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Chair, with the Government refusing to clarify when and how it intends to comply with the law enacted by the Benn Act, there remains a very real risk of a no-deal Brexit at the end of October. We have to hope that common sense and the law will prevail in securing an extension, but nothing can be taken for granted, and a disastrous no-deal Brexit in a fortnight is a real risk.
Any form of Brexit would do long-term damage. However, a no-deal Brexit would be the worst of all possible scenarios. Leading economic forecasters - the Bank of England, the Office for Budget Responsibility (OBR) and the Institute for Fiscal Studies – to conclude that a no-deal Brexit is likely to be followed by a recession in 2020 and UK debt levels would reach their highest levels since the 1960s. This would fall hardest on London’s most deprived households. Their prospects of staying in work are most likely to be diminished in a recession. They have already suffered the worst effects of welfare reform and austerity, and lower wage growth and higher food prices will push them even more into poverty.
Uncertainty around Brexit has deterred many businesses from investing since the referendum. UK productivity has suffered its worst drop in five years, and the latest Gross Domestic Product (GDP) figures show the UK’s economic growth is close to zero.
We continue to work extremely hard to ensure plans are in place for a no-deal Brexit, should that occur on 31 October . However, I want to be clear that the very best that can be achieved is merely a mitigation of the worst impacts of a no-deal Brexit on Londoners and on our city. I will continue to oppose a no-deal Brexit, which could be avoided completely by withdrawing Article 50. Ultimately, there must be a public vote with remain on the ballet paper to give the public the final say.
Thank you very much, Mr Mayor. Perhaps we can have a slightly more mature discussion about Brexit and the potential for different types of Brexit deal or no deal.
The Government, as you are aware, has released its no-deal readiness report. What is your assessment of that report and what it might mean for London’s economy?
The short answer is it would be disastrous for our economy. Leaving with no deal would simply cause problems with jobs, growth and prosperity, but also it is worth reminding ourselves that that is when the negotiations begin to our future relationship with the EU. If we do leave the EU without a deal on 31 October , that is not the end of it. That is actually when the real business begins in relation to our future trade deal with the EU. Depending on what trade deal we have, that has an impact on jobs, growth and prosperity in our city.
We asked Cambridge Econometrics to do some analysis, and the scenario most damaging to our city was no deal: not a member of the single market, not a member of the Customs Union, no transition period. It appears that we are heading towards that scenario.
I have spoken to a lot of people, some who voted leave, some who voted remain, some who still support leave, some who still support remain, some who have changed their views. I think a lot of people were expecting a deal to be negotiated, and we have had this really long period first with one Prime Minister and now with another. Given all the evidence of the implications of a no-deal Brexit, do you, therefore, think that it is right for the Mayor of London to be supporting Londoners and businesses through what has been an extended period of uncertainty and trying to assist people over the implications of the deal, rather than just washing your hands of this?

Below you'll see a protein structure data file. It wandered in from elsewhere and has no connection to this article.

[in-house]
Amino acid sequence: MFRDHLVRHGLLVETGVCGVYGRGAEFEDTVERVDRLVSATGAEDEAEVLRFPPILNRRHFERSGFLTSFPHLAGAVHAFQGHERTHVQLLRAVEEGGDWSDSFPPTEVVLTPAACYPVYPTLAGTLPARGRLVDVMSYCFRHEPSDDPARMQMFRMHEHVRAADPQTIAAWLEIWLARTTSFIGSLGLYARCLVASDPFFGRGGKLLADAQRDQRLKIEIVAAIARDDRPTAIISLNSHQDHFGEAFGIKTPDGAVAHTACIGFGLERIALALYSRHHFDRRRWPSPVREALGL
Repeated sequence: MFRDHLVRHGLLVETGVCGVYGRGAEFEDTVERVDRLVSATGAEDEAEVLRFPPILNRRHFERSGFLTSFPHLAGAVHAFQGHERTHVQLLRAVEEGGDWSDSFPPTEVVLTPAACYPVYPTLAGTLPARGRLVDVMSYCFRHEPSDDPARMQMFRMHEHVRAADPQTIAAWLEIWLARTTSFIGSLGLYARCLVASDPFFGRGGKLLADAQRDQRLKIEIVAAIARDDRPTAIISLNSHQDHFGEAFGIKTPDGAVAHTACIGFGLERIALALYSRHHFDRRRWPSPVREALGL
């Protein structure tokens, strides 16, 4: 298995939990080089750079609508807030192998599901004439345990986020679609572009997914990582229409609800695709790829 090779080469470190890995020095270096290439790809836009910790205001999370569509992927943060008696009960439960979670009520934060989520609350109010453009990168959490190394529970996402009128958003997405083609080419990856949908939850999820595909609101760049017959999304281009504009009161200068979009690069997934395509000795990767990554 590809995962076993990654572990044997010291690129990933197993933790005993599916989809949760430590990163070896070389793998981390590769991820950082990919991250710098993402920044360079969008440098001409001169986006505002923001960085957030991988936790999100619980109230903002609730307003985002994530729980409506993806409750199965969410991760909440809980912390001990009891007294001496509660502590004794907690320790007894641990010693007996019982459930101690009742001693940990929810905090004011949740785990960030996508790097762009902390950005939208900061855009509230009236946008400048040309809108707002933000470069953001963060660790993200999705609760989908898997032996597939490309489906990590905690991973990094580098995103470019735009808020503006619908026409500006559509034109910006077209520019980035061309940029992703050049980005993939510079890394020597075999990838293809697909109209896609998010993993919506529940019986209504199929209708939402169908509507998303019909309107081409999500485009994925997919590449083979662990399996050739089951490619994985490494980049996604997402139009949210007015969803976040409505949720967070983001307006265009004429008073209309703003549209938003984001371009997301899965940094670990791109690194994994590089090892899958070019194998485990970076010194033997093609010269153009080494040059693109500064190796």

I was with business leaders yesterday and spent lots of time speaking to businesses, small, medium and large. The point they are making is there is nobody from Government talking or listening to them. It is really important, and one of my roles you will be aware, is to promote the economy of London. I think I would not be discharging my duties as the Mayor if I was not doing so. Frankly speaking, any Member of this Assembly who is not advocating for our businesses in London is not doing their job as a Member of the Assembly and they should be ashamed.
Here is the thing. Those who complain about a public vote need to explain why more democracy is a bad thing. What we have been offered now by this Government is a million miles away from what was promised in 2016. You can go back and look at some of the quotes and arguments raised by prominent Brexiteers, from Boris Johnson [Prime Minister] to Michael Gove [Chancellor of the Duchy of Lancaster] to Liam Fox [Member of Parliament for North Somerset] to Nigel Farage [Leader, Brexit Party]. None of them talked about leaving the EU without a deal. Most of them talked about us being members of the Customs Union and the single market and being able to do a trade deal over the course of an afternoon. Bearing in mind we are a million miles away now from what was promised in 2016, I think we should give the British public a final say: “Do you accept the terms of exit in the scenario negotiated by the Government?” with the option, not in abstract terms, “Now you know the terms of exit, do you want to remain in the EU?”